Summer fashion; Designer dressing on a minibudget

How would you like to buy a summer outfit for $36.98 and have it look like a

I did this with a midcalf, white cotton skirt tagged at $19.99 and a khaki, puffed-sleeve blouse at $16.99. Together, they could easily pass for a costly outfit by designer Perry Ellis.

I didn't go looking for investment fashions as I generally do. Summer is too short. In addition, most of these things can't be worn more than one season. They can lose their life -- especially the whites.

All the shopping was done at Woolworth's, Sears, K-Mart, Hit or Miss, and Chandlers. On a minibudget I came up with a miniwardrobe with multilooks.

Having succeeded with one outfit, I set out for a second. This would be just enough to supplement my other summer clothes. I nabbed a white nylon taffeta jacket for $7.97 in the men's department at K-Mart. Granted, a basic white blazer would have been more practical, but baseball jackets are ''in'' and I wanted something different.

The white cotton and polyester pants came from Sears. They were $14, and feature a traditional, straight leg. I thought about wide, cropped pants, but they're gimmicky and cost more.

The T-shirt came from Hit or Miss, a discount clothing chain across the country, and cost $11.99. It has an asymmetrical neckline and is covered with colorful coin dots (they're bigger than polka dots). It caught my eye because it looks like an Yves St. Laurent copy. Total cost of this outfit: $33.96.

Compared to the other prices, the shoes might seem expensive. But these white flat slings, $31 at Chandlers, are perfect for both outfits. And the $2 white pantyhose give everything an updated look. It's amazing what a big difference the right hose can make.

At Woolworth's I found a huge, white straw bag with grey canvas trim. It was Alice?'' (I snipped off the label.)

I cheated on jewelry, using my own white enamel earrings, bought years ago, and a big white plastic bracelet. Most women have a few pieces of chalk-white jewelry in their jewel boxes.

I don't wear hats, but almost every store featured some exciting straws. There were both naturals and brights, ranging from fedoras to wide-brimmed versions at $3 to $5. They're perfect for pool or patio.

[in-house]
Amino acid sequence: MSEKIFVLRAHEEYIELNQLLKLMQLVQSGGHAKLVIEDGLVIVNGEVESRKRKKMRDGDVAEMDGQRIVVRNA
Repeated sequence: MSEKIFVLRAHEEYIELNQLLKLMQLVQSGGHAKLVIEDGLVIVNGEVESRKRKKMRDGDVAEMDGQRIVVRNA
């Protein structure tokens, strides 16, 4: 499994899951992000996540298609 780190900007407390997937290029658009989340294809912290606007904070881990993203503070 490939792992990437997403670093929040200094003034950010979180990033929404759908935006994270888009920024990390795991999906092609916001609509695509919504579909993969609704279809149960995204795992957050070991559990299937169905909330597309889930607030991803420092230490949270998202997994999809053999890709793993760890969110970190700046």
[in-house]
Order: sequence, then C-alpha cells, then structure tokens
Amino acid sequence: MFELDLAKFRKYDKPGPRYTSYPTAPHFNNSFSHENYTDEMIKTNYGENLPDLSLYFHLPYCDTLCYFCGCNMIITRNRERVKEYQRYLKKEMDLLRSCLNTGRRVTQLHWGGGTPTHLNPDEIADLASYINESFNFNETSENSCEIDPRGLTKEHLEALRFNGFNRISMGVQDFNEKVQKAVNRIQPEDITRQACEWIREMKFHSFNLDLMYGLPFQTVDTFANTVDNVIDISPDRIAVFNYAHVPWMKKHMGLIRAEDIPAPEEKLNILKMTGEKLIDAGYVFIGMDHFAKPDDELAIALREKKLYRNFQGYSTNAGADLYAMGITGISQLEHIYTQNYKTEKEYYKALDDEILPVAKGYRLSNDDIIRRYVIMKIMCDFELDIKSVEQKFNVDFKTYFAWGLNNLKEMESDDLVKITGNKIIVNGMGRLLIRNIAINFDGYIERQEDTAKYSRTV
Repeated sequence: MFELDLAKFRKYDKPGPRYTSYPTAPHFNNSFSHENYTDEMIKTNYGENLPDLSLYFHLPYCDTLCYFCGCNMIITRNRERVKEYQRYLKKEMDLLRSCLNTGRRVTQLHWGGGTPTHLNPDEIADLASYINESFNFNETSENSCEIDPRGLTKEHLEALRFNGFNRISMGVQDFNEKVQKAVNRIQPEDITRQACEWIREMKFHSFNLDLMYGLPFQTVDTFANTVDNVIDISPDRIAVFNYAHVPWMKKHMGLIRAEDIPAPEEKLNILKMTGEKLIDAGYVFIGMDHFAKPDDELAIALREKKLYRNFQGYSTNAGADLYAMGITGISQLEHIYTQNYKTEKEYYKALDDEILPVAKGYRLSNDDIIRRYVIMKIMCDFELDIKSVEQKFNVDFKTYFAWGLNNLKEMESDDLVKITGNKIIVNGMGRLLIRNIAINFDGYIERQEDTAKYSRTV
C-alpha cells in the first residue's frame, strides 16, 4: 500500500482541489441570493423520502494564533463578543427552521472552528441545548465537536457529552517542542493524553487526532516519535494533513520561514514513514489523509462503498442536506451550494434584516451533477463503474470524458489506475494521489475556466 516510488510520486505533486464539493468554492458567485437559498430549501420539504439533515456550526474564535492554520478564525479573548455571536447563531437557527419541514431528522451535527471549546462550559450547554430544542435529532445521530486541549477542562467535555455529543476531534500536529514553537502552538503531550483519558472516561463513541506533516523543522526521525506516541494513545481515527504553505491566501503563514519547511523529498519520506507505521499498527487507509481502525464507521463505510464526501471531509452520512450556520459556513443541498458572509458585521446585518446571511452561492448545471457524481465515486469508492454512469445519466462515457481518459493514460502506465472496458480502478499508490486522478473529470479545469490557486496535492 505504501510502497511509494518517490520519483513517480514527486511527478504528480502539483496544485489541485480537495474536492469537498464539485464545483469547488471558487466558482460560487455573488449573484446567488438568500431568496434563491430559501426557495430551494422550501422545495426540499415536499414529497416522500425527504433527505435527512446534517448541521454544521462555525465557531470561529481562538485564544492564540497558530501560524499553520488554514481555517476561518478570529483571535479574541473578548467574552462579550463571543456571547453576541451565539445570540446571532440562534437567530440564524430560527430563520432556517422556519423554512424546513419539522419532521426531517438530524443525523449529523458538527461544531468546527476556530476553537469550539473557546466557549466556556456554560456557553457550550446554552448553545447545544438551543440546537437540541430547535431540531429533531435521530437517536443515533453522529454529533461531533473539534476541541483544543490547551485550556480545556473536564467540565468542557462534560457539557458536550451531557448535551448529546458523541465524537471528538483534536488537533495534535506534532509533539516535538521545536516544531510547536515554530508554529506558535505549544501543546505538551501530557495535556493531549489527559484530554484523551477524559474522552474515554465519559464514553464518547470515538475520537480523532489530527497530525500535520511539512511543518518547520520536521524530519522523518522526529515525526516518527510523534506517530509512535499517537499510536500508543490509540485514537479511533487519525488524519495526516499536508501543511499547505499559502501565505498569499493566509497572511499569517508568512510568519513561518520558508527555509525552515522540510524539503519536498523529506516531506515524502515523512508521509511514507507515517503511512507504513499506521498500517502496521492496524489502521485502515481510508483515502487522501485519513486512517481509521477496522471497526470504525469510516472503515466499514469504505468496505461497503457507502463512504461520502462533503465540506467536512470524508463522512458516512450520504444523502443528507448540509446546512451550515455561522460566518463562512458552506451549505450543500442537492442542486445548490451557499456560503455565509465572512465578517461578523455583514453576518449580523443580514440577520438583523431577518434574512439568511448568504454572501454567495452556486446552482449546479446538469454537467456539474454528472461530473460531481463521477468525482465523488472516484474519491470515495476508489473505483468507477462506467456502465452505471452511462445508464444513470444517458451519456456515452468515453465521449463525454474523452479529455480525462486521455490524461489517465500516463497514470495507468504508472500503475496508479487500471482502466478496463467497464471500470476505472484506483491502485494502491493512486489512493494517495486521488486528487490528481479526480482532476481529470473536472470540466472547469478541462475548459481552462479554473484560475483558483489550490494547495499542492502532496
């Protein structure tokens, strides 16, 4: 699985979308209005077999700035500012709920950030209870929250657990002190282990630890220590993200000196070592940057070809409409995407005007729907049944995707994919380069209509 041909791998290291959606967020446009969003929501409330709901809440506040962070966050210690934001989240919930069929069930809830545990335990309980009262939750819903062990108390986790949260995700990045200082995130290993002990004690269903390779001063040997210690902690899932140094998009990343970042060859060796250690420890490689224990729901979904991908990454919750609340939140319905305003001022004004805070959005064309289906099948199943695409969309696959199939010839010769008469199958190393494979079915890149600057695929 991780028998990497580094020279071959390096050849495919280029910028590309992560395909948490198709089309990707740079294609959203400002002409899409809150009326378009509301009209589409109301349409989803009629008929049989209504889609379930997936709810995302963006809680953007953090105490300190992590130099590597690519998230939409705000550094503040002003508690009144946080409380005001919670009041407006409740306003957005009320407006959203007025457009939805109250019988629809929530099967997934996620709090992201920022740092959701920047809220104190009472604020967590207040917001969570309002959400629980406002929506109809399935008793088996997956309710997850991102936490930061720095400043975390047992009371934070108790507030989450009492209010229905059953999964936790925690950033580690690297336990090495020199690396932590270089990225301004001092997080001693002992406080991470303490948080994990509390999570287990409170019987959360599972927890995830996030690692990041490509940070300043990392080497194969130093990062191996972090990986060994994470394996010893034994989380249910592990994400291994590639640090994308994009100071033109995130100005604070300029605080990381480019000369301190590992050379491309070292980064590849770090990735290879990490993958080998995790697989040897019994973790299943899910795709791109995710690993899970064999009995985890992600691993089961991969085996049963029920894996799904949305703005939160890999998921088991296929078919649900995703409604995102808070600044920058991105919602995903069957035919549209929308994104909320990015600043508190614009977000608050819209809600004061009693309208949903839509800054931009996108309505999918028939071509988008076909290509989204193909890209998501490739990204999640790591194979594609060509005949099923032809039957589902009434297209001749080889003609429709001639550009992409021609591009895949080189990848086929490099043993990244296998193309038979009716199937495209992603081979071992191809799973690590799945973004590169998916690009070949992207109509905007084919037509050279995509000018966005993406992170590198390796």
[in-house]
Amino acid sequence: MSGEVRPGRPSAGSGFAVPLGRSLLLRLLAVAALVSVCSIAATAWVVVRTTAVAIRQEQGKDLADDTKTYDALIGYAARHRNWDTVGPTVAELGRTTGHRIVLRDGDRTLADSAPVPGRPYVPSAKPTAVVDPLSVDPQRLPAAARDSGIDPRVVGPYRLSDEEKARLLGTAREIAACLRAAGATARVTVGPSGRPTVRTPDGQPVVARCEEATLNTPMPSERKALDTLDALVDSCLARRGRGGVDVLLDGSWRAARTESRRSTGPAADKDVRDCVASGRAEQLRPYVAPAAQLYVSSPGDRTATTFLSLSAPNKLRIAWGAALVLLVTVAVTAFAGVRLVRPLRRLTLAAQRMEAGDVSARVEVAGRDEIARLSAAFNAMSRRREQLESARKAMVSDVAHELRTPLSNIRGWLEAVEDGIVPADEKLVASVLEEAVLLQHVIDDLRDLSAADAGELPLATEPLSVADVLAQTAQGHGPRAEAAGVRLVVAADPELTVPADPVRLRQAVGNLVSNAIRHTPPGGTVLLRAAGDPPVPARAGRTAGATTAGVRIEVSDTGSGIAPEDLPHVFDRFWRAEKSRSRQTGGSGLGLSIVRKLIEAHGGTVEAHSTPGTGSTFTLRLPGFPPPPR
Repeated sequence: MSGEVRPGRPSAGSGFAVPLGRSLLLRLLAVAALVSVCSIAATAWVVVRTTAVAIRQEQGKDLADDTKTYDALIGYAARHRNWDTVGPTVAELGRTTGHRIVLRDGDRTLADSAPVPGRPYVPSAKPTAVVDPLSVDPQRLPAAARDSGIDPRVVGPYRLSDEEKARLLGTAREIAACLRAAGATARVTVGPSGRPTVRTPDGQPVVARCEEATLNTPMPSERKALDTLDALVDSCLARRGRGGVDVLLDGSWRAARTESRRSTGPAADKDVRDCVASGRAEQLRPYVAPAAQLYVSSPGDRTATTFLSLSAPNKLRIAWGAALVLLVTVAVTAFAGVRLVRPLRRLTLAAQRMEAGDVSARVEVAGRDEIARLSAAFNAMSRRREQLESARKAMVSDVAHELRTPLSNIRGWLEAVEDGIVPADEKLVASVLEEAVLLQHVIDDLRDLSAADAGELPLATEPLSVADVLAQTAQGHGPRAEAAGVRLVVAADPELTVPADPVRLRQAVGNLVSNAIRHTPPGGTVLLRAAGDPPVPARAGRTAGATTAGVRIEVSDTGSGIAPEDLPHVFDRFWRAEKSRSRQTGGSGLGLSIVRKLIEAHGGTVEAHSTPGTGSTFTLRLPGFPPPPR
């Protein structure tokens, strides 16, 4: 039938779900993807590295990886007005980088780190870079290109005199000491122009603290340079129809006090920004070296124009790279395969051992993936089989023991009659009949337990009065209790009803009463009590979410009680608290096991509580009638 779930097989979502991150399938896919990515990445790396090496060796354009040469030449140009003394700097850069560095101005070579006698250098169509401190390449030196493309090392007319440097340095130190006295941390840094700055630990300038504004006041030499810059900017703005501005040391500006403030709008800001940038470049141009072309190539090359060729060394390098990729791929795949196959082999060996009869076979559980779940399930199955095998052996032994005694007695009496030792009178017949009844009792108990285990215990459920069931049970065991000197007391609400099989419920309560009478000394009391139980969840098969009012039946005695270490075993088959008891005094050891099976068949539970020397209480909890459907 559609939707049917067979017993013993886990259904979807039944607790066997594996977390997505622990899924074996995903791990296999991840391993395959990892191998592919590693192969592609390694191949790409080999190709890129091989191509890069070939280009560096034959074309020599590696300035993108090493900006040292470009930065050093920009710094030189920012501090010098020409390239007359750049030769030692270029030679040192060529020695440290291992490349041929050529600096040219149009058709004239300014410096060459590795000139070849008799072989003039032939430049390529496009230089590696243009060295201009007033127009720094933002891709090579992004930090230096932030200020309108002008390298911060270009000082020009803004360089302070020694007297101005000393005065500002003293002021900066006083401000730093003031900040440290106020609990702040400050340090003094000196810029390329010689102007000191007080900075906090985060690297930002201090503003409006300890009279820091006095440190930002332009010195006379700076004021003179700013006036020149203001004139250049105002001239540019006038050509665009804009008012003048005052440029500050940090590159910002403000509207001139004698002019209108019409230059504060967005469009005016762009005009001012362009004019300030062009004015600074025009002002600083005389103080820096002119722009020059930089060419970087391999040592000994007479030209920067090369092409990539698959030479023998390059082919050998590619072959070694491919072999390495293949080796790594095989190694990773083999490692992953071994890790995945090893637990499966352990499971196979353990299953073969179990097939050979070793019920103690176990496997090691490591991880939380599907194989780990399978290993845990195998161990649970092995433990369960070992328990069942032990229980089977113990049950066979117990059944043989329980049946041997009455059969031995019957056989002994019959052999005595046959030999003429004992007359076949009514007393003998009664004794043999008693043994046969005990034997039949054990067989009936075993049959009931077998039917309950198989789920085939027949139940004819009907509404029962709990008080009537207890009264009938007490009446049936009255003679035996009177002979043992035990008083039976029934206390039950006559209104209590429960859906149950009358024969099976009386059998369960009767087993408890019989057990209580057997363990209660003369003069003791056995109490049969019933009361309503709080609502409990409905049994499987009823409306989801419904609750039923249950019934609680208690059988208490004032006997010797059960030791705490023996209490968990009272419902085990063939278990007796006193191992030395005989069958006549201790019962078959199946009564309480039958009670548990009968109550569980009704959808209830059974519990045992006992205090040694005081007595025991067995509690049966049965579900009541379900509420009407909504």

There's no question that it takes time to shop for bargains. But it's worth it. Even a few new items can update a summer wardrobe without depleting a bank account.

To simplify your shopping, be aware of what designers and manufacturers are showing. This summer watch for:

* Romantic-looking white cotton dresses.

* Feminine, white cotton blouses.

* Midcalf skirts, ranging from linens to cottons.

* Short, swingy skirts (for the young).

* Big cotton tops.

* Oversized linen jackets to wear with everything.

* Pants that range from traditional to cropped-ankle length.

* Flat- to medium-heeled shoes.

* Large-brimmed straw hats and straw handbags.

* Belts in a wide variety of widths and styles.

* Colorful, chunky jewelry.

It helps to flip through fashion magazines such as Vogue, Harper's, Mademoiselle, and Glamour. There's also Women's Wear Daily (WWD), a newspaper some consider the bible of the trade. Many libraries subscribe to these magazines and to WWD. You'll find these publications a great way to learn how to team colors and also how to use accessories.

Keep in mind that, when a new style is shown, it will take your eye a little time to adjust to the look.

As for colors, it's best not to get carried away with the brights. They have a way of looking gaudy in lower-priced items. White is the best bet because it's basic and looks good with accent colors.

Finally, it's important to note that these inexpensive fashions look more expensive when they're free of frills. Simplicity is the key word.

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